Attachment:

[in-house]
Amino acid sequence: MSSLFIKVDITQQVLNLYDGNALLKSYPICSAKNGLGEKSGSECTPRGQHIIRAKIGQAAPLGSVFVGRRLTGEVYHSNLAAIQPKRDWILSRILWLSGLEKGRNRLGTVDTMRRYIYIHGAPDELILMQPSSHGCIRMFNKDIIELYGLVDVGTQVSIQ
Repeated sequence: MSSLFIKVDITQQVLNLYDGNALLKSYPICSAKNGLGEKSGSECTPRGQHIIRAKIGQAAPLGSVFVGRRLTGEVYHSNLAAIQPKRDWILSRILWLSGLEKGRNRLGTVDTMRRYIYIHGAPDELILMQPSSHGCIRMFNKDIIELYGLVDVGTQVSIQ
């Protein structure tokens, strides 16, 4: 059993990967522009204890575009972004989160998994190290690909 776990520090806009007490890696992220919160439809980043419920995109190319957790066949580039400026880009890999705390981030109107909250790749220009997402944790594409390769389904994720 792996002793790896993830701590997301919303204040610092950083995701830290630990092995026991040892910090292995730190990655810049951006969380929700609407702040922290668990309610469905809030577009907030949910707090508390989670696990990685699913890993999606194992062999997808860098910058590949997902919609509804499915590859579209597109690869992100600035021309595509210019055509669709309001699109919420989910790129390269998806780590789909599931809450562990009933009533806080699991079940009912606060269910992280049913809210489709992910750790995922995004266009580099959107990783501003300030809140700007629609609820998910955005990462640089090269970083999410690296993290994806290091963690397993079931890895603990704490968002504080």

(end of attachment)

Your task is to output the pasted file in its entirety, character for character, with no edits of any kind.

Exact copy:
[in-house]
Amino acid sequence: MSSLFIKVDITQQVLNLYDGNALLKSYPICSAKNGLGEKSGSECTPRGQHIIRAKIGQAAPLGSVFVGRRLTGEVYHSNLAAIQPKRDWILSRILWLSGLEKGRNRLGTVDTMRRYIYIHGAPDELILMQPSSHGCIRMFNKDIIELYGLVDVGTQVSIQ
Repeated sequence: MSSLFIKVDITQQVLNLYDGNALLKSYPICSAKNGLGEKSGSECTPRGQHIIRAKIGQAAPLGSVFVGRRLTGEVYHSNLAAIQPKRDWILSRILWLSGLEKGRNRLGTVDTMRRYIYIHGAPDELILMQPSSHGCIRMFNKDIIELYGLVDVGTQVSIQ
């Protein structure tokens, strides 16, 4: 059993990967522009204890575009972004989160998994190290690909 776990520090806009007490890696992220919160439809980043419920995109190319957790066949580039400026880009890999705390981030109107909250790749220009997402944790594409390769389904994720 792996002793790896993830701590997301919303204040610092950083995701830290630990092995026991040892910090292995730190990655810049951006969380929700609407702040922290668990309610469905809030577009907030949910707090508390989670696990990685699913890993999606194992062999997808860098910058590949997902919609509804499915590859579209597109690869992100600035021309595509210019055509669709309001699109919420989910790129390269998806780590789909599931809450562990009933009533806080699991079940009912606060269910992280049913809210489709992910750790995922995004266009580099959107990783501003300030809140700007629609609820998910955005990462640089090269970083999410690296993290994806290091963690397993079931890895603990704490968002504080």